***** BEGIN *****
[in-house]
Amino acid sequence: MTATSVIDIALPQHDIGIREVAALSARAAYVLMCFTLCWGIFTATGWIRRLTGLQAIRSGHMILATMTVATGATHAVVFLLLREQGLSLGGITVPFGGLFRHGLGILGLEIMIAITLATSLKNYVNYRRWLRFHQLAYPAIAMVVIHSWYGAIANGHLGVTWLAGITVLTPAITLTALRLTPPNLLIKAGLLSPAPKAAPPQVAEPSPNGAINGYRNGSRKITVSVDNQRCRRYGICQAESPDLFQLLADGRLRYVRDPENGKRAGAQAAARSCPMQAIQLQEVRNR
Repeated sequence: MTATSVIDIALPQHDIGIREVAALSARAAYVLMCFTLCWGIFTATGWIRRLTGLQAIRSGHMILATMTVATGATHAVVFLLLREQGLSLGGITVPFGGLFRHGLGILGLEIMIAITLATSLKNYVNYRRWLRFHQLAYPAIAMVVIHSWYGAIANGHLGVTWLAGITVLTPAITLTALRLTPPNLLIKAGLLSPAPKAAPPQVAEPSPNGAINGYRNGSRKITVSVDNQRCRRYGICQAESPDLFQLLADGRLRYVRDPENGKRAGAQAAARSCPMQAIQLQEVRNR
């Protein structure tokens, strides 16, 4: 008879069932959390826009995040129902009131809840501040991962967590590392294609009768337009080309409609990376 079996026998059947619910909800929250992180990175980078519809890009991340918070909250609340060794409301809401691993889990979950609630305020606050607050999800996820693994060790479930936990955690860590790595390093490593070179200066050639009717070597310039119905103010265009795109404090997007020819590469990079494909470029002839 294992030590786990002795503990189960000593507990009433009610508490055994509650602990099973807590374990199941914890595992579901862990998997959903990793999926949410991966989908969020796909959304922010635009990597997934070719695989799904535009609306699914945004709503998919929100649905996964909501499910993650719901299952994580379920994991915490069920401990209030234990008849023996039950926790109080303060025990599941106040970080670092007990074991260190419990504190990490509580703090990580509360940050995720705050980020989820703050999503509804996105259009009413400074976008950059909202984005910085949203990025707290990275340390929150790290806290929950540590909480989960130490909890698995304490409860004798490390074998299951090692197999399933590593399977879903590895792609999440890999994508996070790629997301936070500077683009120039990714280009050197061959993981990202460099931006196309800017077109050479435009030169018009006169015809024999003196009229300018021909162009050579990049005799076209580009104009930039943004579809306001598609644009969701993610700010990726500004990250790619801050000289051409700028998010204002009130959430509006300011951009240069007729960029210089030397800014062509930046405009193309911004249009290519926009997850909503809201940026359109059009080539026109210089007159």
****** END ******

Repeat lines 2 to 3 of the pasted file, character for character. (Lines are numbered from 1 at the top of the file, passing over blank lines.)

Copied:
Amino acid sequence: MTATSVIDIALPQHDIGIREVAALSARAAYVLMCFTLCWGIFTATGWIRRLTGLQAIRSGHMILATMTVATGATHAVVFLLLREQGLSLGGITVPFGGLFRHGLGILGLEIMIAITLATSLKNYVNYRRWLRFHQLAYPAIAMVVIHSWYGAIANGHLGVTWLAGITVLTPAITLTALRLTPPNLLIKAGLLSPAPKAAPPQVAEPSPNGAINGYRNGSRKITVSVDNQRCRRYGICQAESPDLFQLLADGRLRYVRDPENGKRAGAQAAARSCPMQAIQLQEVRNR
Repeated sequence: MTATSVIDIALPQHDIGIREVAALSARAAYVLMCFTLCWGIFTATGWIRRLTGLQAIRSGHMILATMTVATGATHAVVFLLLREQGLSLGGITVPFGGLFRHGLGILGLEIMIAITLATSLKNYVNYRRWLRFHQLAYPAIAMVVIHSWYGAIANGHLGVTWLAGITVLTPAITLTALRLTPPNLLIKAGLLSPAPKAAPPQVAEPSPNGAINGYRNGSRKITVSVDNQRCRRYGICQAESPDLFQLLADGRLRYVRDPENGKRAGAQAAARSCPMQAIQLQEVRNR